Recess at my elementary school meant swinging around and around on the monkey bars until you were sick, which I never experienced, because I couldn’t get up enough momentum to swing. It meant standing or running around the inside a large circle painted on the playground with lots of other little kids until that embarrassing moment when someone threw a large rubble India ball at you and didn’t miss. It also meant swinging on the rings, like a monkey, one hand after the other, which I also never mastered because every time I tried it felt like I was going to pull my arms right out of the sockets.
Physical education class included the mortification of waiting my turn to be “up to bat.” I have no words to describe the anxiety. “Three strikes your out.” Boy I’ve heard those words more than I care to admit. “Just bunt it Nannette.” “Just walk Nannette.” Just give me a good game of Caroms, foursquare, or tether-ball. What I’m trying to say here is that I was not a very physically fit, strong, active child.
One fateful day in the middle of the 1960’s I sat in school doing reading, writing, and arithmetic dreading the hour we would be sent out to “play” or have P.E., when the teacher stood and announced that the President of the United States was concerned with the physical fitness of the children of America. He had personally come up with a plan to help us get in shape.
For the next 10 years President Kennedy’s Physical Fitness Tests were the bane of my existence. I never passed. In high school The Presidential Fitness Tests became even more of a frustration. The deal was if you flunked you no longer had the option of taking swimming or folk dancing or volleyball. No, you took Physical Fitness and practiced until you got it right.
Whenever I think of the Presidential Fitness Tests, the one that makes me laugh at the thought is “the standing long jump.” Isn’t that a contradiction in terms? I clearly remember standing at the line. “Bend you knees Nannette. Swing your arms forward then backward a few times and then lung forward from a standing position and jump!” Year after year I stood there thinking, “You’ve got to be kidding me.” There was never anything “long” about my jump. “Just sign me up for remedial PE class for yea, one more year!” Physically speaking, from where I’ve come from it could only have gotten better…and it finally did.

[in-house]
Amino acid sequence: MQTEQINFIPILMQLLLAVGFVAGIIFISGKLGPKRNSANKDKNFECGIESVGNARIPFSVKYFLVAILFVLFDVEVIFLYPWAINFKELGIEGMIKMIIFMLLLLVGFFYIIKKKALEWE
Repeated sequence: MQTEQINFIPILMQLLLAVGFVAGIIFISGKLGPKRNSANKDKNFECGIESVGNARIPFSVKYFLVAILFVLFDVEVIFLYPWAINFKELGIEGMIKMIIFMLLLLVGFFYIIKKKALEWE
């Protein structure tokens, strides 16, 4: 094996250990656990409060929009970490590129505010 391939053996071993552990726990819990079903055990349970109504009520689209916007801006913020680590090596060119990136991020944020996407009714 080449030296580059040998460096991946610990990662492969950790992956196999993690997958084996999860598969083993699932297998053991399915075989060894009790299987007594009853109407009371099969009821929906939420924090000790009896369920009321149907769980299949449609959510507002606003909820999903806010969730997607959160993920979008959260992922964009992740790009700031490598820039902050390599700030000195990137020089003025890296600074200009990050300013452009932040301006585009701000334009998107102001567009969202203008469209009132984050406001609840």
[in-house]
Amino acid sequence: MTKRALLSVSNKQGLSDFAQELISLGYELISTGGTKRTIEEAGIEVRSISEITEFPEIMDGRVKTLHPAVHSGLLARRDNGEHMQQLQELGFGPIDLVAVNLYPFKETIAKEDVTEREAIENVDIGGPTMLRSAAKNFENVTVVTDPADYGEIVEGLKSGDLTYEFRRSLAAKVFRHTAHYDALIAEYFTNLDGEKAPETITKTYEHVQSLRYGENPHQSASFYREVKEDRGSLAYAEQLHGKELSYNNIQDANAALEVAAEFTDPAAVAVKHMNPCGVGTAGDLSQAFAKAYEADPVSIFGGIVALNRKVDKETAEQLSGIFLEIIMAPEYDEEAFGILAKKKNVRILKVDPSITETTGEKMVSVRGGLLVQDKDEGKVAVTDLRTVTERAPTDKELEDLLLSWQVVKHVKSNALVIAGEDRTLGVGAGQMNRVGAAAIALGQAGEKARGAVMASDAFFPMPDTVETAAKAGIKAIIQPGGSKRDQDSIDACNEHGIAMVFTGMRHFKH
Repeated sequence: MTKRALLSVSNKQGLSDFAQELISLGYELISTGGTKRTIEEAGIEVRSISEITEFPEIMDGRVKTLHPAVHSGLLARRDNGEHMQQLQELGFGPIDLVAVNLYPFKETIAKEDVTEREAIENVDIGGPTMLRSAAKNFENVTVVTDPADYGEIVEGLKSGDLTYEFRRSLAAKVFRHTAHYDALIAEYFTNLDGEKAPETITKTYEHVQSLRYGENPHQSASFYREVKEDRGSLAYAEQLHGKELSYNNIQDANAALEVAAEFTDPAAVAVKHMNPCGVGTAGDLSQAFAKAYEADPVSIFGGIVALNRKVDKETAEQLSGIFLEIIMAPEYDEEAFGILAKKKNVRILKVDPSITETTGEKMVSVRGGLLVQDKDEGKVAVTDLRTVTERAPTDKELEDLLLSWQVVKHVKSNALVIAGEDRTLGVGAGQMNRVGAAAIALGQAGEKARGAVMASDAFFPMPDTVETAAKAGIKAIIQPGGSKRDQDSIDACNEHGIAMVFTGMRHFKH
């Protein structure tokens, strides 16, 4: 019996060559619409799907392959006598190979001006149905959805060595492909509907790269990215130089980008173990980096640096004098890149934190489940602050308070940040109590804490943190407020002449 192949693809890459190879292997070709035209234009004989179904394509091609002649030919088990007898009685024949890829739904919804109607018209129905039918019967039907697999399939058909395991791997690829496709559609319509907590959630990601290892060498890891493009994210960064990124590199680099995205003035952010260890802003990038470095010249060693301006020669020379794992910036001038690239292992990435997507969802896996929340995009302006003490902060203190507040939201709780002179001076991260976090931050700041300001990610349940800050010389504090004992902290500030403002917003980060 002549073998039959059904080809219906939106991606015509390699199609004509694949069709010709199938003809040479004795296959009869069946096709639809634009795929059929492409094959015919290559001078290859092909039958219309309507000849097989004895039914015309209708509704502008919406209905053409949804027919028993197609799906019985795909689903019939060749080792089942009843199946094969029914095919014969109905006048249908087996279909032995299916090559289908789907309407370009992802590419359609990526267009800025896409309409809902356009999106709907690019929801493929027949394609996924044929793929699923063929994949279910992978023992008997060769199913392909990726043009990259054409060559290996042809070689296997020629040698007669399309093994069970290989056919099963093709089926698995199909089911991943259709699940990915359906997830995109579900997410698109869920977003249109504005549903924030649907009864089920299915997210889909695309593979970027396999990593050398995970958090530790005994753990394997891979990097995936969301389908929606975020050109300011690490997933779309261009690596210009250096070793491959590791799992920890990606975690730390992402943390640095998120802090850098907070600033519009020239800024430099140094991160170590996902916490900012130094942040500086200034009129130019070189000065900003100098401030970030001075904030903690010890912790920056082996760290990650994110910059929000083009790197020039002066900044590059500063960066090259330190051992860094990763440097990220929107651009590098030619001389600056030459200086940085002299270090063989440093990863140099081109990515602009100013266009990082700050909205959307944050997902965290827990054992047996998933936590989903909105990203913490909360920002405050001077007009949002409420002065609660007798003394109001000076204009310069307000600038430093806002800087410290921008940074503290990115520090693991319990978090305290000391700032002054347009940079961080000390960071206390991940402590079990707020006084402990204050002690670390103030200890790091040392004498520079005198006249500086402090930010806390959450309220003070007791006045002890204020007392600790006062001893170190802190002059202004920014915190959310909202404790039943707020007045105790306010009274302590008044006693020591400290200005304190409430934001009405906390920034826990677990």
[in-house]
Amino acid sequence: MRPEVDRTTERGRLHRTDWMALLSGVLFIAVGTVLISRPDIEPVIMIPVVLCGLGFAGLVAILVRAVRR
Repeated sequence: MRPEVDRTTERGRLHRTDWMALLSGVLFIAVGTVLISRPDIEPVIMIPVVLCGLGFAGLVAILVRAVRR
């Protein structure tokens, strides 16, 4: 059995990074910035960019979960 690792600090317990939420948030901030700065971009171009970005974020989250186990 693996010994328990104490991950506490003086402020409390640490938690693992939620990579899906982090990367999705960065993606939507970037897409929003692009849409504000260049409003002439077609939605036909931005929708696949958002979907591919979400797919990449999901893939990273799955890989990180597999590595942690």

One of the miracles of recovery for me is that thirty-seven years after high school graduation I’m blessed with the greatest physical fitness of my life. God delivered me from 90 pounds. I’m not any kind of Olympian by any means, but hiking, lifting, swimming, a brisk walk, and a little running are activities I welcome today. I’ve hiked up and down a challenging mountain three times now. I’ve run a half marathon and a 10-mile race. I always come in last or nearly, but I run. It truly is a miracle.
I share this in the same spirit that motivated Ammon when he said, “Yea, I know that I am nothing; as to my strength I am weak; therefore I will not boast of myself, but I will boast of my God, for in his strength I can do all things… (Alma 26:12)”
When I think back on all the things I tried, hoping for some kind of lasting ability to overcome compulsive eating I am reminded of the “standing long jump.” I lined up time after time at the starting line of one exercise or food plan after another. Then I’d put all the energy I could muster into doing the deal. I even seemed to move forward, but nothing long, nothing that long lasting.
Then one day someone introduced me to the thought “that God could and would [help me] if He were sought”(Alcoholics Anonymous, 60). I had no idea He would care about such a thing. My testimony is that He cares about anything that is holding us back physically, spiritually or emotionally. What’s your “standing long jump?” Is there an area in your life where you are standing still and trying to jump long? I invite you to begin to apply the 12 Steps, because when the Lord is involved the “standing long jump” is no longer a contradiction in terms.
By Nannette W.
Posted Monday, February 9, 2009
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